As we approach this county fair season, it is important to remember how important it is to focus on the important on the life skills being taught. As adults we need to be role models to youth and help them have a positive experience. It’s not the ribbon placing or the trophy that matters but rather the experience one has from participation in activities such as county fair.
When I ask 4-H members the question, “What do you like most about 4-H?” they often respond with “the friendships!” 4-H’ers have the unique opportunity to meet and interact with youth from all across the county, the state and even the country. 4-H brings together youth with similar interests and you never forget the people you meet through the program.
Friends are vital to school-age youth’s healthy development. Friendships provide youth with more than just fun playmates. Friendships help them develop emotionally and morally. In interacting with friends, youth learn many social skills, such as how to communicate, cooperate, and solve problems. They practice controlling their emotions and responding to the emotions of others. They develop the ability to think through and negotiate different situations that arise in their relationships. Having friends even affects school performance. Youth tend to have better attitudes about school and learning when they have friends there.
Friendships help youth develop emotionally and morally, and help them to learn critical life skills such as social skills, communication, cooperation, problem solving, and many more. Part of being a good friend is learning how to deal with conflict. There are a number of strategies to teach youth to resolve problems they have with other youth.
Strategies for Conflict Resolution
- When angry, separate yourself from the situation and take time to cool off.
- Attack the problem, not the person. Start with a compliment.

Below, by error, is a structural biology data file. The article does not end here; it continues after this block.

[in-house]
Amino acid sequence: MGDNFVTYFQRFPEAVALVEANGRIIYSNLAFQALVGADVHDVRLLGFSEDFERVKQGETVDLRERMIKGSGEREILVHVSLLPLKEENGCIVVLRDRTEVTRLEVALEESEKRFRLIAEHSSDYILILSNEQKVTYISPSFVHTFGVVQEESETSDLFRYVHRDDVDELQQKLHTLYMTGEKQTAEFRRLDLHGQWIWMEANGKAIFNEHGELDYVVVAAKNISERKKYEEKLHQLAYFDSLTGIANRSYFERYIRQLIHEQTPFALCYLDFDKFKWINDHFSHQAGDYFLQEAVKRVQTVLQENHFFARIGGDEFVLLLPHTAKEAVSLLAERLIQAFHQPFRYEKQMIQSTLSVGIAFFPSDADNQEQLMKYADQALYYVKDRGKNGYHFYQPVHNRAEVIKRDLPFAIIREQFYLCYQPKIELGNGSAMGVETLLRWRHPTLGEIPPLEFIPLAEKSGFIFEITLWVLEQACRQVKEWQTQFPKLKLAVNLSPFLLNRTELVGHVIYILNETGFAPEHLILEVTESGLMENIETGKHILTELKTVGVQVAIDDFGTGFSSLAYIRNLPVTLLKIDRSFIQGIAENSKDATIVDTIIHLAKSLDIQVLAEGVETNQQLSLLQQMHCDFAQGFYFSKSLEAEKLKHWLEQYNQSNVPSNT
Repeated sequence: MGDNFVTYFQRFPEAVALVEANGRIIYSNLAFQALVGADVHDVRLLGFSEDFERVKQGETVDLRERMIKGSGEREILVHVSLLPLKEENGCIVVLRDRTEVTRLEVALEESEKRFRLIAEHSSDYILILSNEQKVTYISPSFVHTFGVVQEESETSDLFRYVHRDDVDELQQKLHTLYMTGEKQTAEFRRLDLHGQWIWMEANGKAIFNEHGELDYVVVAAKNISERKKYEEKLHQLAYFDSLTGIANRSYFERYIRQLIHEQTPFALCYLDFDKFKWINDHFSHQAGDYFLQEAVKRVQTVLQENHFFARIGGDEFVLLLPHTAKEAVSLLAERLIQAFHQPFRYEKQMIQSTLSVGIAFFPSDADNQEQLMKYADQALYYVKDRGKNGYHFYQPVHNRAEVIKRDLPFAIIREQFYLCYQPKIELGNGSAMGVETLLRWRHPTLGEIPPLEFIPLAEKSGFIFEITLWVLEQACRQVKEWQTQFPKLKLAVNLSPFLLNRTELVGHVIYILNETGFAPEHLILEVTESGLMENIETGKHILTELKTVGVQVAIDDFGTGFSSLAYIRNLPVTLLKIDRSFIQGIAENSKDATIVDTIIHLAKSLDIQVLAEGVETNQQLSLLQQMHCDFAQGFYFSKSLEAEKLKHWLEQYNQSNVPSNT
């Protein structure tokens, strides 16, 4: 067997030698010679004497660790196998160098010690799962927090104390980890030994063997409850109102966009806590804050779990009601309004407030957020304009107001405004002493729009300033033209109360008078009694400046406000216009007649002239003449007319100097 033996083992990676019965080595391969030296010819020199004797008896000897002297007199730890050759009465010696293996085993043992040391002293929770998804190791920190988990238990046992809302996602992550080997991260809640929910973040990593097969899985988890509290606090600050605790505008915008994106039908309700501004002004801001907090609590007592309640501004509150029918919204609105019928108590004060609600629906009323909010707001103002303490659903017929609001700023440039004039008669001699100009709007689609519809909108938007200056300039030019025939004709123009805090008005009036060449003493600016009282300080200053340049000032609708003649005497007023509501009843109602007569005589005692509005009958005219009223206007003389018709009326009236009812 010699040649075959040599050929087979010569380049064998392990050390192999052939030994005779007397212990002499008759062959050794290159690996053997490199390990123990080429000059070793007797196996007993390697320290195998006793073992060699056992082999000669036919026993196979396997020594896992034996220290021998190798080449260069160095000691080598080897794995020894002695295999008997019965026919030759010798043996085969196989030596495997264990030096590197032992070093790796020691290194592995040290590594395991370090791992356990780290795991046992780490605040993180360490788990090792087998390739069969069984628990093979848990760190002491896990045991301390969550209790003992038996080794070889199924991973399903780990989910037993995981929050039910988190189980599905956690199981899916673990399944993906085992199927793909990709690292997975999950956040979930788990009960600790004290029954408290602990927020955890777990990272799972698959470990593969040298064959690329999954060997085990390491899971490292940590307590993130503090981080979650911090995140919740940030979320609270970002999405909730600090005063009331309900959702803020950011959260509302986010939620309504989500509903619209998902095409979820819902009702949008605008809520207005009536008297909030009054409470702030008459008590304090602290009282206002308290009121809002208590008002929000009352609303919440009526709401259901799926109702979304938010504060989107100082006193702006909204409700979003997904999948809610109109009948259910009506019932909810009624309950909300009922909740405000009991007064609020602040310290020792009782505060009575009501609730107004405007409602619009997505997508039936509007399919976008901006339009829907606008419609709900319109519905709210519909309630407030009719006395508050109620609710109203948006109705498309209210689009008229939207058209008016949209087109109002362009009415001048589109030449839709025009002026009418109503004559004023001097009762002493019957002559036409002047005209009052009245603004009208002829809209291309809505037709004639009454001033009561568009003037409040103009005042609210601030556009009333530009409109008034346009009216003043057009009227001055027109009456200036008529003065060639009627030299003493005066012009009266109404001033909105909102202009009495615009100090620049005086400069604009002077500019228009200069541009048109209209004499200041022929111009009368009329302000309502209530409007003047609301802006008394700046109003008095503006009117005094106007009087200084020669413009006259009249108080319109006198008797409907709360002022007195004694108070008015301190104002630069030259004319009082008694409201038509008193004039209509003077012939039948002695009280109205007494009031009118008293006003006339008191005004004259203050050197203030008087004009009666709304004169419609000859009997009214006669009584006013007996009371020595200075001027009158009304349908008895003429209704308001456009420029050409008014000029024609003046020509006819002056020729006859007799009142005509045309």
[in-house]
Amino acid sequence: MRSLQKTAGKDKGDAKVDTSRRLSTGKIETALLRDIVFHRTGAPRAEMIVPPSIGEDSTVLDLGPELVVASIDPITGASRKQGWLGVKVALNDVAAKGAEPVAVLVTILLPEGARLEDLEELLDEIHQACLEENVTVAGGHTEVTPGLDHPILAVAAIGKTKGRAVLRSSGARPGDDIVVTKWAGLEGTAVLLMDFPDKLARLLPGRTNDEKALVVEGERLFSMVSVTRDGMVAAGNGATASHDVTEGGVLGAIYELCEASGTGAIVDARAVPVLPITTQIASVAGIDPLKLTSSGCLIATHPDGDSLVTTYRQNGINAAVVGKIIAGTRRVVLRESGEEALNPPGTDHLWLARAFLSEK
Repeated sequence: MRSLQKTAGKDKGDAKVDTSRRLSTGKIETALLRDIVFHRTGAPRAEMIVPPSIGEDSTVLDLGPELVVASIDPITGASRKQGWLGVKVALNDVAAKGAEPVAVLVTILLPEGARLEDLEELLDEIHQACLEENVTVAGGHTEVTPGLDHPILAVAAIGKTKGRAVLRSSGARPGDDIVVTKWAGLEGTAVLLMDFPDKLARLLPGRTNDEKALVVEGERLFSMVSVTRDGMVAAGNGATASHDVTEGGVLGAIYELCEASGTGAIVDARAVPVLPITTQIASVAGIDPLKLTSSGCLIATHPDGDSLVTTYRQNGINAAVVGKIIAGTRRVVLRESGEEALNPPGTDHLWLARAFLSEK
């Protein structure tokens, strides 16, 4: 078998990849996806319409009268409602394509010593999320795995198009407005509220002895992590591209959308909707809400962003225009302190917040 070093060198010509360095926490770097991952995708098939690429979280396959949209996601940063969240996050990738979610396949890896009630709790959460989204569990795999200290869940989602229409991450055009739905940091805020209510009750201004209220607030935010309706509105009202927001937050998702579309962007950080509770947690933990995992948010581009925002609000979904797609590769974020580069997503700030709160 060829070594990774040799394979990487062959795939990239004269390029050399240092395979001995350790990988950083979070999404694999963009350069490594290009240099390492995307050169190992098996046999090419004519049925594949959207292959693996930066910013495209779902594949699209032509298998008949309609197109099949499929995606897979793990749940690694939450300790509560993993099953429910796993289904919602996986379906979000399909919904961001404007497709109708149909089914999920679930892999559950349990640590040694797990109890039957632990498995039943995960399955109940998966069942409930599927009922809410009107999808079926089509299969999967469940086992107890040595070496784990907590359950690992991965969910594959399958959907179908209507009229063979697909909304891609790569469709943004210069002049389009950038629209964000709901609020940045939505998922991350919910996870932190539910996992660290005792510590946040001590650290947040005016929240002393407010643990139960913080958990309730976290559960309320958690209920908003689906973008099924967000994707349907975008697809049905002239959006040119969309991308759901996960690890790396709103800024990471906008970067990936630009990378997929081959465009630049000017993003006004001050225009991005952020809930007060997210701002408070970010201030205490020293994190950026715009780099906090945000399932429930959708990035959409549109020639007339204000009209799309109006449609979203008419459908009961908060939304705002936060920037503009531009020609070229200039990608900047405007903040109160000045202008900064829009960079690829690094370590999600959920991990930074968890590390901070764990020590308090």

- Communicate your feelings assertively, NOT aggressively. Express them without blaming.
- Focus on the issue, NOT your position about the issue.
- Accept and respect that individual opinions may differ. Don’t try to force compliance; work to develop common agreement.
- Do not view the situation as a competition in which one person has to win and one has to lose. Work toward a solution that will enable both parties to have some of their needs met.
- Focus on areas of common interest and agreement, instead of areas of disagreement and opposition.
- NEVER jump to conclusions or make assumptions about what another person is feeling or thinking.
- Listen without interrupting. Ask for feedback, if needed, to assure a clear understanding of the issue.
- Remember, when only one person’s needs are satisfied in a conflict, it is NOT resolved and will continue.
- Forget the past and stay in the present.
- Build “power with” NOT “power over” others.
- Thank the person for listening.
Find out more about this topic by visiting the Nebraska Extension child and youth development web site at http://child.unl.edu/child-care-professionals and click on Expanded Learning Opportunities. To request additional information or programs contact Leanne Manning, Extension Educator at email@example.com or 402-821-2151.